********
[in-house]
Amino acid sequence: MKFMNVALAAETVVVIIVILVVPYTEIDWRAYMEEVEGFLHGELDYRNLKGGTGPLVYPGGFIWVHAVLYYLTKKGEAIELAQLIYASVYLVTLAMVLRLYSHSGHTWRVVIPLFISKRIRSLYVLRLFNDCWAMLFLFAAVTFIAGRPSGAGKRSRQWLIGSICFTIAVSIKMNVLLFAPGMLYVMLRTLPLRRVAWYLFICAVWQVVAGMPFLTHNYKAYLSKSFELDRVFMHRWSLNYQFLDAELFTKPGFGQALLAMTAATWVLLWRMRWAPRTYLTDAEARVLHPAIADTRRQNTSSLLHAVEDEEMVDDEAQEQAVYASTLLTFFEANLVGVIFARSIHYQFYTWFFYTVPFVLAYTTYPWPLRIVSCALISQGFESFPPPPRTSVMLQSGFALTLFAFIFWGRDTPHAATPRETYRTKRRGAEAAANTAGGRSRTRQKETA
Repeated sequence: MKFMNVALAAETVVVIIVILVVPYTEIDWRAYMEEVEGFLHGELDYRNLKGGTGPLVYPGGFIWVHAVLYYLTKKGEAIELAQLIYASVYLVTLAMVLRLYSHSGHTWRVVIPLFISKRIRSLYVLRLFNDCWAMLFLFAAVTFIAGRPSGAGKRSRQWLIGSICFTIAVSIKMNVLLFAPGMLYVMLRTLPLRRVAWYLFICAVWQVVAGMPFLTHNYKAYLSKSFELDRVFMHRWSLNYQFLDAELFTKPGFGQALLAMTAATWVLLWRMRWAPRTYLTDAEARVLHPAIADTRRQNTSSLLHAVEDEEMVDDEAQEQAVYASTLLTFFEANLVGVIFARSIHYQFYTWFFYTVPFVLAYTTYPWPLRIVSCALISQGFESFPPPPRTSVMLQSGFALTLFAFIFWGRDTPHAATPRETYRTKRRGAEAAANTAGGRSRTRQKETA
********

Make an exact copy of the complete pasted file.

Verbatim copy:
[in-house]
Amino acid sequence: MKFMNVALAAETVVVIIVILVVPYTEIDWRAYMEEVEGFLHGELDYRNLKGGTGPLVYPGGFIWVHAVLYYLTKKGEAIELAQLIYASVYLVTLAMVLRLYSHSGHTWRVVIPLFISKRIRSLYVLRLFNDCWAMLFLFAAVTFIAGRPSGAGKRSRQWLIGSICFTIAVSIKMNVLLFAPGMLYVMLRTLPLRRVAWYLFICAVWQVVAGMPFLTHNYKAYLSKSFELDRVFMHRWSLNYQFLDAELFTKPGFGQALLAMTAATWVLLWRMRWAPRTYLTDAEARVLHPAIADTRRQNTSSLLHAVEDEEMVDDEAQEQAVYASTLLTFFEANLVGVIFARSIHYQFYTWFFYTVPFVLAYTTYPWPLRIVSCALISQGFESFPPPPRTSVMLQSGFALTLFAFIFWGRDTPHAATPRETYRTKRRGAEAAANTAGGRSRTRQKETA
Repeated sequence: MKFMNVALAAETVVVIIVILVVPYTEIDWRAYMEEVEGFLHGELDYRNLKGGTGPLVYPGGFIWVHAVLYYLTKKGEAIELAQLIYASVYLVTLAMVLRLYSHSGHTWRVVIPLFISKRIRSLYVLRLFNDCWAMLFLFAAVTFIAGRPSGAGKRSRQWLIGSICFTIAVSIKMNVLLFAPGMLYVMLRTLPLRRVAWYLFICAVWQVVAGMPFLTHNYKAYLSKSFELDRVFMHRWSLNYQFLDAELFTKPGFGQALLAMTAATWVLLWRMRWAPRTYLTDAEARVLHPAIADTRRQNTSSLLHAVEDEEMVDDEAQEQAVYASTLLTFFEANLVGVIFARSIHYQFYTWFFYTVPFVLAYTTYPWPLRIVSCALISQGFESFPPPPRTSVMLQSGFALTLFAFIFWGRDTPHAATPRETYRTKRRGAEAAANTAGGRSRTRQKETA